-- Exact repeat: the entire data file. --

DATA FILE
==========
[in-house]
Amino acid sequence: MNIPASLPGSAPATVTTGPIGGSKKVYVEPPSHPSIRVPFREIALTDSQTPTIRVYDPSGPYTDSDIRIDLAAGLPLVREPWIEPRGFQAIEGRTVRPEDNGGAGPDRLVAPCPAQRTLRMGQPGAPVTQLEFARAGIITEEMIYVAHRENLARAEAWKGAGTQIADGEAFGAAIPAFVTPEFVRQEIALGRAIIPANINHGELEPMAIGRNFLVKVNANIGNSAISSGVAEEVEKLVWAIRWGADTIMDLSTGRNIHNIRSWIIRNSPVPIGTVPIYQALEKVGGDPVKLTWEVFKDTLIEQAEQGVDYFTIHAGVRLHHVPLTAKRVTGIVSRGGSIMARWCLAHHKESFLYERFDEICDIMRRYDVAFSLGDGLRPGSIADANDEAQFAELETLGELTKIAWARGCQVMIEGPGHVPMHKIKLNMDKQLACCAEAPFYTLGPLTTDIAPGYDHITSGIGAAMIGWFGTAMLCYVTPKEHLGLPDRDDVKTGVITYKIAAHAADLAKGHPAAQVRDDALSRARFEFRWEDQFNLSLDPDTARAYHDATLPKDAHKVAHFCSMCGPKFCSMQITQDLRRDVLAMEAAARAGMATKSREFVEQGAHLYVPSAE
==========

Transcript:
[in-house]
Amino acid sequence: MNIPASLPGSAPATVTTGPIGGSKKVYVEPPSHPSIRVPFREIALTDSQTPTIRVYDPSGPYTDSDIRIDLAAGLPLVREPWIEPRGFQAIEGRTVRPEDNGGAGPDRLVAPCPAQRTLRMGQPGAPVTQLEFARAGIITEEMIYVAHRENLARAEAWKGAGTQIADGEAFGAAIPAFVTPEFVRQEIALGRAIIPANINHGELEPMAIGRNFLVKVNANIGNSAISSGVAEEVEKLVWAIRWGADTIMDLSTGRNIHNIRSWIIRNSPVPIGTVPIYQALEKVGGDPVKLTWEVFKDTLIEQAEQGVDYFTIHAGVRLHHVPLTAKRVTGIVSRGGSIMARWCLAHHKESFLYERFDEICDIMRRYDVAFSLGDGLRPGSIADANDEAQFAELETLGELTKIAWARGCQVMIEGPGHVPMHKIKLNMDKQLACCAEAPFYTLGPLTTDIAPGYDHITSGIGAAMIGWFGTAMLCYVTPKEHLGLPDRDDVKTGVITYKIAAHAADLAKGHPAAQVRDDALSRARFEFRWEDQFNLSLDPDTARAYHDATLPKDAHKVAHFCSMCGPKFCSMQITQDLRRDVLAMEAAARAGMATKSREFVEQGAHLYVPSAE